14. Addison’s Disease
Addison’s Disease is a disorder that affects the adrenal glands in the kidneys. It’s quite uncommon, but it does inhibit the body’s ability to produce certain hormones. These hormones are usually cortisol and aldosterone. Cortisol is the hormone released when a person is stressed; it releases sugar into the bloodstream and increases the ability of substances to repair damaged tissues. Aldosterone controls water and salts within the body; if it is too low, a person can experience dehydration, low sodium levels, and low blood pressure.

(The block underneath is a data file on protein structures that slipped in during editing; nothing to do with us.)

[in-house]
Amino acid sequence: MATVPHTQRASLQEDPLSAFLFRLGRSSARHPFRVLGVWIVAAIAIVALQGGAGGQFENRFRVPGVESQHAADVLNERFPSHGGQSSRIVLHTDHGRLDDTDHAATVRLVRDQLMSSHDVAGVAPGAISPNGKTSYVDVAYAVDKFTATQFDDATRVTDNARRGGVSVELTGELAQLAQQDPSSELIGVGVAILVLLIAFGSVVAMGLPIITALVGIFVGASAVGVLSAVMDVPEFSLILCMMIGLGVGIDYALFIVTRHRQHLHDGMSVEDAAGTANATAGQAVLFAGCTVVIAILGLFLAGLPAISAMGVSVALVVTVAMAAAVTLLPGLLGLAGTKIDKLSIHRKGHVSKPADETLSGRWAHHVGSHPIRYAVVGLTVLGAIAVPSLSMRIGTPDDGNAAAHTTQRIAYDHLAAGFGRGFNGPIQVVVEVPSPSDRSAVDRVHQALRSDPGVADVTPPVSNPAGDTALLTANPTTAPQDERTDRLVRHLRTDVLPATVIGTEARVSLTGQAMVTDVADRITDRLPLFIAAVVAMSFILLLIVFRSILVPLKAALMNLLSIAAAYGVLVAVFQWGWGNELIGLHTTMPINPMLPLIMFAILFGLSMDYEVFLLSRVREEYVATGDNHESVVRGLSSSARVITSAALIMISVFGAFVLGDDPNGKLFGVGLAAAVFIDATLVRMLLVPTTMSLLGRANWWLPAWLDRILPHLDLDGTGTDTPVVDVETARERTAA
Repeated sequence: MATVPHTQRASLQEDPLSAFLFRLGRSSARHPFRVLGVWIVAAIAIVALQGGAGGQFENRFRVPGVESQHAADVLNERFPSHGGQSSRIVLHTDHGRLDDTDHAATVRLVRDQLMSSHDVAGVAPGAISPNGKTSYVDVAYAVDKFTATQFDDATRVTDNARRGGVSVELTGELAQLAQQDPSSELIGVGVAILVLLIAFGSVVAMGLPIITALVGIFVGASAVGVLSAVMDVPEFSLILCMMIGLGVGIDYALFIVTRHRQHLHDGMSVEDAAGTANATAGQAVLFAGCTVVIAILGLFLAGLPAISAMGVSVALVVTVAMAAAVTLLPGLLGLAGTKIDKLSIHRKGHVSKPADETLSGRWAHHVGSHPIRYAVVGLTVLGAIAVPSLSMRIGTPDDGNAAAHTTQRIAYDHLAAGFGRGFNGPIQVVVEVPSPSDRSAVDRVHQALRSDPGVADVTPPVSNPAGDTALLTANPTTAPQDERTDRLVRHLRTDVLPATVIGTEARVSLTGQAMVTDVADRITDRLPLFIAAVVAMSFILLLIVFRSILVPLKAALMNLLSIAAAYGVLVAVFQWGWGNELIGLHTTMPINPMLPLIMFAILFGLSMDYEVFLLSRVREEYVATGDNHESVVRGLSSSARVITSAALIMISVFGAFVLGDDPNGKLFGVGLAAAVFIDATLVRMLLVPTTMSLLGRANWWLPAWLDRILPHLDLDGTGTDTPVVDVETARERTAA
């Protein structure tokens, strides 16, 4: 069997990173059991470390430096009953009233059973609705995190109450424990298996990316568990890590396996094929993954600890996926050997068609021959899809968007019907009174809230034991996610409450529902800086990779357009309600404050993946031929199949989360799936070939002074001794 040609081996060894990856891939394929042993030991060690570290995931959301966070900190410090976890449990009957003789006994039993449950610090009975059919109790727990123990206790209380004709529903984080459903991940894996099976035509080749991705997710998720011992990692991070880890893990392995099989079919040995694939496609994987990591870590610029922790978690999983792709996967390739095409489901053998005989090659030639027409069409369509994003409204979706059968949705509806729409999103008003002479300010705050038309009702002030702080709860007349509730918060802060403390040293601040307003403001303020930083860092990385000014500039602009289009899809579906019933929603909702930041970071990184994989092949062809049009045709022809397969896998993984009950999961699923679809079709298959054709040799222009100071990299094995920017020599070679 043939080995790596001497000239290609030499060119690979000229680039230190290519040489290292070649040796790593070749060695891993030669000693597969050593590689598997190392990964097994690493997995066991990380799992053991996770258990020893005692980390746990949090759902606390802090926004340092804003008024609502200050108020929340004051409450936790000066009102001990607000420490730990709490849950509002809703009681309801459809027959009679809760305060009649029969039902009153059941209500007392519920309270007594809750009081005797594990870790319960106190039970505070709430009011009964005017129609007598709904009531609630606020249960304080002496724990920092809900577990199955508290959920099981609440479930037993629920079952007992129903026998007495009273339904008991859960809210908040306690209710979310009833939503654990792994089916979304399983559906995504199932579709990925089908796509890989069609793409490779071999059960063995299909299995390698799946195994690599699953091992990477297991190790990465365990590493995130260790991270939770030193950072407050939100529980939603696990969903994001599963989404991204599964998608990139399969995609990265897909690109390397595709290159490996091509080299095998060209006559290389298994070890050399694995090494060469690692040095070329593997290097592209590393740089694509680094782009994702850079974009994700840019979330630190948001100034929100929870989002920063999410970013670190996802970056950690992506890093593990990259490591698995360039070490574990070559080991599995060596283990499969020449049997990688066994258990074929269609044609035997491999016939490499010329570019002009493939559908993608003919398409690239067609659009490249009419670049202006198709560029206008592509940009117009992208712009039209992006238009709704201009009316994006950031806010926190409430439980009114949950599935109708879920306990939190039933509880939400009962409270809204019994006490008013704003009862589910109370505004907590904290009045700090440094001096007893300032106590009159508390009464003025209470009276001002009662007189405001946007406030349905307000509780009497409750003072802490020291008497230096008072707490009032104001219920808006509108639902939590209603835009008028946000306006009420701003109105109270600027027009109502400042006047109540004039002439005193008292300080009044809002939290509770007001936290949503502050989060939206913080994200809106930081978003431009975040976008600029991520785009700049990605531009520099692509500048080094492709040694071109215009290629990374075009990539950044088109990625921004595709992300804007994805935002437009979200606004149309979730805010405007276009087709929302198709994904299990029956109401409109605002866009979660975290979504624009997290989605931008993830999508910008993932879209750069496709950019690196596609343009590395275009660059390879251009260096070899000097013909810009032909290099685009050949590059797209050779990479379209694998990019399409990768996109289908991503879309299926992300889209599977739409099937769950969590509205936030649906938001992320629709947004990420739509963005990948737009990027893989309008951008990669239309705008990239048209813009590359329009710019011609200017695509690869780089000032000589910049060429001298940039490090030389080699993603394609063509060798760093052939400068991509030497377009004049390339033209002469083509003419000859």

Without treatment of Addison’s disease, the condition can become life-threatening. The typical cure is hormone replacement therapy to balance the body’s chemistry. Symptoms of the disease include weight loss and decreased appetite, extreme fatigue, the craving for salt, muscle/joint pains, body hair loss, depression, and irritability. In some cases, the symptoms of the disease can appear quite suddenly, called acute adrenal failure. Symptoms include confusion, severe abdominal pain, reduced consciousness, lower back or legs pain, and extreme weakness.